Tips on preparing your case for NHS continuing healthcare

Our tips are based on the experience of members of Alzheimer's Society NHS Continuing Healthcare Volunteer Group who have been successful in getting NHS continuing healthcare for people with dementia.

  1. What is NHS continuing healthcare?
  2. You are here: Tips on preparing your case for NHS continuing healthcare
When does the NHS pay for care?
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The Group recommends that people with a diagnosis of dementia and their carers start thinking about continuing care funding as early as possible.

Even if a person is not yet eligible for continuing care it is worth using this checklist to prepare for assessments in the future. This checklist will also be useful to people who want to challenge decisions on NHS continuing healthcare

  1. Create a medical history for the person you care for. Ideally this should be on one page, and should be regularly updated. This information may be useful, for example, when preparing for an appeal panel against a decision to refuse NHS continuing healthcare.
  2. Good record keeping is essential. Record the date, time, contact person and brief summary of all conversations with staff from your clinical commissioning group, hospital, GP, care home, social services etc about the needs of the person you care for. This is important because sometimes the records kept by the various bodies involved in a person's care can sometimes be inaccurate or inadequate. Also a high level of staff turnover may contribute to lack of continuity in record keeping.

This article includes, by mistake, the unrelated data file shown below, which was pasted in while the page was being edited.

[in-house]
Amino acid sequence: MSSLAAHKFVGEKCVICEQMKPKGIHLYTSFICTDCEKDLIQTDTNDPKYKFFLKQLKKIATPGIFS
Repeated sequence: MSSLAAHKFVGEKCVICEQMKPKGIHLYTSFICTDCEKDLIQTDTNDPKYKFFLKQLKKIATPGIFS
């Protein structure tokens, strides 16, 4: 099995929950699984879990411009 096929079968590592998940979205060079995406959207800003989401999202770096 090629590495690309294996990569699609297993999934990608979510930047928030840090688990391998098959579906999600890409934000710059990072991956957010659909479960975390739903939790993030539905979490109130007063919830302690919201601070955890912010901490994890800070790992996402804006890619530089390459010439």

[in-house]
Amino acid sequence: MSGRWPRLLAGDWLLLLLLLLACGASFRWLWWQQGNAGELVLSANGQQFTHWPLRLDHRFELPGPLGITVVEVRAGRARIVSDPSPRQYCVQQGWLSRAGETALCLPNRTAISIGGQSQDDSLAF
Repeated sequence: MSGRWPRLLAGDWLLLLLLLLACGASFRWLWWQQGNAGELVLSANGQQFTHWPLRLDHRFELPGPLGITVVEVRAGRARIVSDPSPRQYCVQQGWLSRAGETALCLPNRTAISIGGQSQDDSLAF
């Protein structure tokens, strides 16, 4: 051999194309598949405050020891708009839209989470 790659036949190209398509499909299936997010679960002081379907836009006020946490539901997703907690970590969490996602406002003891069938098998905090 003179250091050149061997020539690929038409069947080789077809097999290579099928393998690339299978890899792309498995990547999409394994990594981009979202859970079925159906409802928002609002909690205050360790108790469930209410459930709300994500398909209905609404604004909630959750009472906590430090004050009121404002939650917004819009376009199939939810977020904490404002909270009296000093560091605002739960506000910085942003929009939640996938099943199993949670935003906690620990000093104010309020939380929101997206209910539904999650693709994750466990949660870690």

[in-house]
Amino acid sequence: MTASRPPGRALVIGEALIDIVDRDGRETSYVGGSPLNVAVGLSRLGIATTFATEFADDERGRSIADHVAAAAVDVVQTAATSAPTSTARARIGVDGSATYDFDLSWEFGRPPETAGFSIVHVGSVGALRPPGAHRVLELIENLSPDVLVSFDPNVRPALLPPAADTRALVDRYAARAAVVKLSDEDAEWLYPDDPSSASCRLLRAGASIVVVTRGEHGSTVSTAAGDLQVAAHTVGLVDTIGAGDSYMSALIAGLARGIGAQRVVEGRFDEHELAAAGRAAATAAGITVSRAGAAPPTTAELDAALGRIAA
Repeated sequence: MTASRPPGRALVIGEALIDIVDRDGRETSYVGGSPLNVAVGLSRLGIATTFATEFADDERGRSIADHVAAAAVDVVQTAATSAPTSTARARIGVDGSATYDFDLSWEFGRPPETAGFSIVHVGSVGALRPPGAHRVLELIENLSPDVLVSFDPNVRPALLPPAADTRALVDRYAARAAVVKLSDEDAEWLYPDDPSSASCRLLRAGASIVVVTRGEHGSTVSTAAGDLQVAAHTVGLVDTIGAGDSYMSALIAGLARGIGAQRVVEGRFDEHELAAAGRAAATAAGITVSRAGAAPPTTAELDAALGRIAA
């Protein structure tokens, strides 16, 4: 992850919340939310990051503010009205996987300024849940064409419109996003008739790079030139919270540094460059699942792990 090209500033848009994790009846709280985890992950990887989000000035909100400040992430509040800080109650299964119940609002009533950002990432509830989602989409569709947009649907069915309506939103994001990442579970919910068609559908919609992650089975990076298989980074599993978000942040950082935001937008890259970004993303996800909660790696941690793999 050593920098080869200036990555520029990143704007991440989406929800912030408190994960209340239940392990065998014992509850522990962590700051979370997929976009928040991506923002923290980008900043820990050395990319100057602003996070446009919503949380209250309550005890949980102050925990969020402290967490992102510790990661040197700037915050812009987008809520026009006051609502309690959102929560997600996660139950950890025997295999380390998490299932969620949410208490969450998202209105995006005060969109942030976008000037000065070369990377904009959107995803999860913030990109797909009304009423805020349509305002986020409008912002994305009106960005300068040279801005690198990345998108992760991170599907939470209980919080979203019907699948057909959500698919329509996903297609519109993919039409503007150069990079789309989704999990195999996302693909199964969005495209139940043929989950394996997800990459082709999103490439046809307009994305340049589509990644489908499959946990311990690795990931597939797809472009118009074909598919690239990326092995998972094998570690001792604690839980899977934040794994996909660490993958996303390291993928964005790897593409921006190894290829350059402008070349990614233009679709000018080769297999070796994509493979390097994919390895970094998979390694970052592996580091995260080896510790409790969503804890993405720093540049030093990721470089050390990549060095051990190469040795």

3. Request medical records from various bodies involved in the care of the person, for example the hospital or the GP.
  4. When applying for or challenging a decision on NHS continuing healthcare it is often best to put your case in writing and keep all correspondence.
  5. File all the information you gather. For example, you might want to get a folder and file information under different headings, such as care home notes, nursing home notes, NHS continuing healthcare assessments, care plans, letters and your comments.
  6. Use the Department of Health National Framework for continuing care to do your own assessment of the person's needs.
  7. Try to attend all assessments or appeal/ review hearings, for example by the clinical commissioning group or independent review panel.
  8. Get people to support your case, such as your GP or MP.
  9. Be aware that the Parliamentary and Health Service Ombudsman is the final arbiter if you have exhausted the local complaints system. It is important to keep good records in order to make an effective case to the Ombudsman. The Ombudsman will decide whether to investigate the claim.
  10. If you think you have a strong case for continuing care, be persistent. It can be difficult and frustrating but many people with dementia have successfully secured NHS continuing healthcare funding.
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